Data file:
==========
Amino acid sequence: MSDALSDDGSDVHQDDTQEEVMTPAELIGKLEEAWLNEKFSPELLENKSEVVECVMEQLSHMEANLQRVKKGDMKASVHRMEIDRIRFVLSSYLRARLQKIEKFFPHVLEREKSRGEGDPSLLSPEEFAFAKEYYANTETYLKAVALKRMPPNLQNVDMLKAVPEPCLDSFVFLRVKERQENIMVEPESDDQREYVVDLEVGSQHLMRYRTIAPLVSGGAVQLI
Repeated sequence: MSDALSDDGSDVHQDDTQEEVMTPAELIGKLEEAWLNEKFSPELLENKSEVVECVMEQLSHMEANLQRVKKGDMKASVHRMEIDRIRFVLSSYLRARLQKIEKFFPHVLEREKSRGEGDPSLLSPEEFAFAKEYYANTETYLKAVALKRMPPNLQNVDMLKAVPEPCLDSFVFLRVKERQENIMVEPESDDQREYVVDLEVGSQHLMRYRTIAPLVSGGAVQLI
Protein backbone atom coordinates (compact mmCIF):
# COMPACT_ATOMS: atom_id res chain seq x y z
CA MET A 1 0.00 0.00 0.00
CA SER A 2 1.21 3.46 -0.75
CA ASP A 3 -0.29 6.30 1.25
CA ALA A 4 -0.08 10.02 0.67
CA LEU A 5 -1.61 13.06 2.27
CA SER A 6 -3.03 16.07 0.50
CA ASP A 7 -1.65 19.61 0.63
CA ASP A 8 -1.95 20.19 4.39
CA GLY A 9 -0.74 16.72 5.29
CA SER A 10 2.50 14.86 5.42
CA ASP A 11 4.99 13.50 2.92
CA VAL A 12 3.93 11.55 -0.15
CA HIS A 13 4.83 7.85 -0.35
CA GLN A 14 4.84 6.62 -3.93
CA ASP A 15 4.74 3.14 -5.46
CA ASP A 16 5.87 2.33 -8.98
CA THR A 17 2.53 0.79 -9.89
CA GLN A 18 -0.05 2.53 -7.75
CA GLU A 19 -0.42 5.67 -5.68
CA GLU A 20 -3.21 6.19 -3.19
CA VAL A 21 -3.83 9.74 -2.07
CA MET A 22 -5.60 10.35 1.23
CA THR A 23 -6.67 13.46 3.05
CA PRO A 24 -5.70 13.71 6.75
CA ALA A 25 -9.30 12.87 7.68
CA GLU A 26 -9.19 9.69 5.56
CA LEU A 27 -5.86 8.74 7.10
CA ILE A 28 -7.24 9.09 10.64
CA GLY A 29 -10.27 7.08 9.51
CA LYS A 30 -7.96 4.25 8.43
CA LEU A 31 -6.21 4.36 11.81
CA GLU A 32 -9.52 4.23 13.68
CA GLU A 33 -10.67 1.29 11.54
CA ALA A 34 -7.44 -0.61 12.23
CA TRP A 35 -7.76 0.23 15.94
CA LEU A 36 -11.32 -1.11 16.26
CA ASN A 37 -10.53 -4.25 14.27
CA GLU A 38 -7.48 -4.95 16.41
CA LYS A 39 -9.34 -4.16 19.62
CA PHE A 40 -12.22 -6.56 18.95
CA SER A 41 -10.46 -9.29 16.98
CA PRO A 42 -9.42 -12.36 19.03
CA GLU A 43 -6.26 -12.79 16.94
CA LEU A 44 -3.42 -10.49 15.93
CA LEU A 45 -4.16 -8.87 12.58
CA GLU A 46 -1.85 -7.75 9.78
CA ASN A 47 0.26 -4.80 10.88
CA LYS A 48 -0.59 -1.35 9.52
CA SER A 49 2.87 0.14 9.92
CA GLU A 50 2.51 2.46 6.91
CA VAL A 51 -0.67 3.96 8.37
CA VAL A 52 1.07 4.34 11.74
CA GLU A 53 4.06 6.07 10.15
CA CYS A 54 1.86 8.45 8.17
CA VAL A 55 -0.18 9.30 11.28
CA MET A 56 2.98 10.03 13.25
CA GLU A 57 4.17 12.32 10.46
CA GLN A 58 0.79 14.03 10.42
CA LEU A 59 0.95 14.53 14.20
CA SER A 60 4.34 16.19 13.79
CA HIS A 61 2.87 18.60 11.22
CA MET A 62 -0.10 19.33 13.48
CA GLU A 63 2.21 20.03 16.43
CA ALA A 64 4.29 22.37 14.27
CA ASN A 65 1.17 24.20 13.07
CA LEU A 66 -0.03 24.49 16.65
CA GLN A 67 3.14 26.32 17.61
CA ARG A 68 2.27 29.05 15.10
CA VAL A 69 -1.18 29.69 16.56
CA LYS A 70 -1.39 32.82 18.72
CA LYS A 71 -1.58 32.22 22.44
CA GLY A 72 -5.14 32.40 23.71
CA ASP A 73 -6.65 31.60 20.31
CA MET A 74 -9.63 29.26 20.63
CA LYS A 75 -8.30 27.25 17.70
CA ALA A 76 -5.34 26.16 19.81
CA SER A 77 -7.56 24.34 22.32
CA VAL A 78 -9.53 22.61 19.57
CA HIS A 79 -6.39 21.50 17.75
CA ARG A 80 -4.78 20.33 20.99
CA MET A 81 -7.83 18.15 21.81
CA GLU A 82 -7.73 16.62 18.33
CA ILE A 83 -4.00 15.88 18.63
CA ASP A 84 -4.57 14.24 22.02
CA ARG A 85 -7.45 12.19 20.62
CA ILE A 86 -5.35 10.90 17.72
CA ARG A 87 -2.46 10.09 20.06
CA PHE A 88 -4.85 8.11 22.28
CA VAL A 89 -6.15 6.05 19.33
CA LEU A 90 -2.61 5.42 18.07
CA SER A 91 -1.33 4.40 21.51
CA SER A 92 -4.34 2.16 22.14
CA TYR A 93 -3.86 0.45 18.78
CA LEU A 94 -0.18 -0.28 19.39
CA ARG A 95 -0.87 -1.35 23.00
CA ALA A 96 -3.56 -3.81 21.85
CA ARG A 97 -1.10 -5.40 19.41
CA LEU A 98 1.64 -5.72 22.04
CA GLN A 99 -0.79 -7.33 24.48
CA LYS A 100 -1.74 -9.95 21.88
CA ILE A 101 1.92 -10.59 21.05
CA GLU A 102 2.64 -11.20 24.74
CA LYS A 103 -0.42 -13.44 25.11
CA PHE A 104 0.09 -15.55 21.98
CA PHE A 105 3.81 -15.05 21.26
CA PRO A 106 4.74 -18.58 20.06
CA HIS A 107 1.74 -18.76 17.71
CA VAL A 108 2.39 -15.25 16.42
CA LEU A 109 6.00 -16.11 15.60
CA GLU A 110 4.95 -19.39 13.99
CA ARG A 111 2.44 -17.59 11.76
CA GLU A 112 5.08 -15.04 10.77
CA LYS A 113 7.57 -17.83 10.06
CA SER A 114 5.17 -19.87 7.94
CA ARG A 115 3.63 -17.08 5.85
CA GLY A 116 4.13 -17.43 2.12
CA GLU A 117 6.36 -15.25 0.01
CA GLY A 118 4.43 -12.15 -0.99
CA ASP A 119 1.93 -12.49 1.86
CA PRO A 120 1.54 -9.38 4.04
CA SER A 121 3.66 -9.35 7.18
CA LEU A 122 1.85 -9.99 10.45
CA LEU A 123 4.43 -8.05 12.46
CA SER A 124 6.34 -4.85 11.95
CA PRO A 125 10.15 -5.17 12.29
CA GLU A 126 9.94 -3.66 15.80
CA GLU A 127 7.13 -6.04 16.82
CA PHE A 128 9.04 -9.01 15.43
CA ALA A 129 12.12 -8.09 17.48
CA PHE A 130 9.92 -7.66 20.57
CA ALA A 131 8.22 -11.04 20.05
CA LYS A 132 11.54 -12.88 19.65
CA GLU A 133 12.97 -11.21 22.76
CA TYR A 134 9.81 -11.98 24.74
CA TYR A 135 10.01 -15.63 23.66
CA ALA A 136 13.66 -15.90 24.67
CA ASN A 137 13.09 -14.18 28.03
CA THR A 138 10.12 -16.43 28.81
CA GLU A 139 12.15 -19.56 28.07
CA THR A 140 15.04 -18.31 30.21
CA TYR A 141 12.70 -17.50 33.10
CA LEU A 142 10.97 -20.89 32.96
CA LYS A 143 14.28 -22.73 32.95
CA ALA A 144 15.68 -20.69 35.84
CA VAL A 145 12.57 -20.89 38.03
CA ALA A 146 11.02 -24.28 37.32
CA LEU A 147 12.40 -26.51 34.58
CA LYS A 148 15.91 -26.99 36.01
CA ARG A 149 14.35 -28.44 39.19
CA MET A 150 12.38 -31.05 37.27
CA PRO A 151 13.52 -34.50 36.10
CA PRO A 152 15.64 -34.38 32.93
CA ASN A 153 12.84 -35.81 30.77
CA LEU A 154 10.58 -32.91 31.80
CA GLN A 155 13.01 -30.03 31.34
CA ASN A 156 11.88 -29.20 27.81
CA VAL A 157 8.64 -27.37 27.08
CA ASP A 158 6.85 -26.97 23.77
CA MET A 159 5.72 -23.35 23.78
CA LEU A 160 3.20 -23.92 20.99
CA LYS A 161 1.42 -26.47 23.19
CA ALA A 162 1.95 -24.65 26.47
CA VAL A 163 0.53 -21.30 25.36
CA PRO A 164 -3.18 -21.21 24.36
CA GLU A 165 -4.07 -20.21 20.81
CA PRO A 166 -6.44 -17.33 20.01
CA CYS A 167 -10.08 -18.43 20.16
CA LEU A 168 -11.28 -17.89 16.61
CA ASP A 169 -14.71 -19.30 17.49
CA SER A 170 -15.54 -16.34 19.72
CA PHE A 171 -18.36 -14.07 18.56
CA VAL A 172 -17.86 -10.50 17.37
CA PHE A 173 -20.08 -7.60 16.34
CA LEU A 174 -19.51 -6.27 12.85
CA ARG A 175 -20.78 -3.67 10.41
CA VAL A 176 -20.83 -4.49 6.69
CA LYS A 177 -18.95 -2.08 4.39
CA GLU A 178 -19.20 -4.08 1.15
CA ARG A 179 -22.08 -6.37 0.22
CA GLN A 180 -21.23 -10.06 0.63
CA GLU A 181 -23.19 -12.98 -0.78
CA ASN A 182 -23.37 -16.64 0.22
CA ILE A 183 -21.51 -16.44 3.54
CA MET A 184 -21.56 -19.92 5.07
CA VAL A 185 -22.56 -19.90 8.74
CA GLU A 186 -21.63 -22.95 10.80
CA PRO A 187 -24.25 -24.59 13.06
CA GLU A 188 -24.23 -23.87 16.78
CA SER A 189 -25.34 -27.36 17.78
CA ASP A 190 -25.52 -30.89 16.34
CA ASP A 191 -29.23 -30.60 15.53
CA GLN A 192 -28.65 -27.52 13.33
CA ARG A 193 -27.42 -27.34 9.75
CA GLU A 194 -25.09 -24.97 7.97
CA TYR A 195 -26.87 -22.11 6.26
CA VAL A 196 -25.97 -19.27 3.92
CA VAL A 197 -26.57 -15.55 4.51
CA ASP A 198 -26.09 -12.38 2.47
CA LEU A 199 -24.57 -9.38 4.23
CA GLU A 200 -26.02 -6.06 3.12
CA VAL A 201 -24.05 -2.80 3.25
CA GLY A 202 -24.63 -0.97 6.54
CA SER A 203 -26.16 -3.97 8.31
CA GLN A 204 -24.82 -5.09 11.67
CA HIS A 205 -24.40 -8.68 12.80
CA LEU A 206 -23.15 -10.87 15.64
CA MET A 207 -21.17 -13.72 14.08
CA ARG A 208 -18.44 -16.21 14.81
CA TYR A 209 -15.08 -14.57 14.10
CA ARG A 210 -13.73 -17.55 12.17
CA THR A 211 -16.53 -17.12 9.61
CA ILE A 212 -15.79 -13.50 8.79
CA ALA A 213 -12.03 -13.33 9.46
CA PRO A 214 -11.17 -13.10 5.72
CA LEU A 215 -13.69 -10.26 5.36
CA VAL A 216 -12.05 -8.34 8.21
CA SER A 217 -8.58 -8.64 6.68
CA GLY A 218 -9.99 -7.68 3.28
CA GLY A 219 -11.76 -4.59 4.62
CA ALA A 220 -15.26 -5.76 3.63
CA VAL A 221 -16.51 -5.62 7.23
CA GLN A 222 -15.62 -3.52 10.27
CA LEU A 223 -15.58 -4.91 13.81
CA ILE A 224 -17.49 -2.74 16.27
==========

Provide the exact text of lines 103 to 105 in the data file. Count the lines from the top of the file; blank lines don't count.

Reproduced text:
CA GLN A 99 -0.79 -7.33 24.48
CA LYS A 100 -1.74 -9.95 21.88
CA ILE A 101 1.92 -10.59 21.05